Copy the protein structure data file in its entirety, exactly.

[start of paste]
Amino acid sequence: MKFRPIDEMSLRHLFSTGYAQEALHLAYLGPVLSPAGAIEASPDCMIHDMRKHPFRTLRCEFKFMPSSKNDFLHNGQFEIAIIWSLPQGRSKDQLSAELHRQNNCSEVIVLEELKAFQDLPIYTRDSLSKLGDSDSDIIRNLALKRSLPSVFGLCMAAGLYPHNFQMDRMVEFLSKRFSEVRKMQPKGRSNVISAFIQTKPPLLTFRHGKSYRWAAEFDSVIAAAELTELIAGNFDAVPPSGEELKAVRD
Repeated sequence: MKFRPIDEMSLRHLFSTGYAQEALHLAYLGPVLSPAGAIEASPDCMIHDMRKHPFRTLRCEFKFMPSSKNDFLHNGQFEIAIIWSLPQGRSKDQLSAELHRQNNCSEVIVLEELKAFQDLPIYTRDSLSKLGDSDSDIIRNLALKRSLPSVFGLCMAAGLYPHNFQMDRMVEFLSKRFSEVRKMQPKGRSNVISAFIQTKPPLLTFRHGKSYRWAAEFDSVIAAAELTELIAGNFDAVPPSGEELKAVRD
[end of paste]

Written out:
Amino acid sequence: MKFRPIDEMSLRHLFSTGYAQEALHLAYLGPVLSPAGAIEASPDCMIHDMRKHPFRTLRCEFKFMPSSKNDFLHNGQFEIAIIWSLPQGRSKDQLSAELHRQNNCSEVIVLEELKAFQDLPIYTRDSLSKLGDSDSDIIRNLALKRSLPSVFGLCMAAGLYPHNFQMDRMVEFLSKRFSEVRKMQPKGRSNVISAFIQTKPPLLTFRHGKSYRWAAEFDSVIAAAELTELIAGNFDAVPPSGEELKAVRD
Repeated sequence: MKFRPIDEMSLRHLFSTGYAQEALHLAYLGPVLSPAGAIEASPDCMIHDMRKHPFRTLRCEFKFMPSSKNDFLHNGQFEIAIIWSLPQGRSKDQLSAELHRQNNCSEVIVLEELKAFQDLPIYTRDSLSKLGDSDSDIIRNLALKRSLPSVFGLCMAAGLYPHNFQMDRMVEFLSKRFSEVRKMQPKGRSNVISAFIQTKPPLLTFRHGKSYRWAAEFDSVIAAAELTELIAGNFDAVPPSGEELKAVRD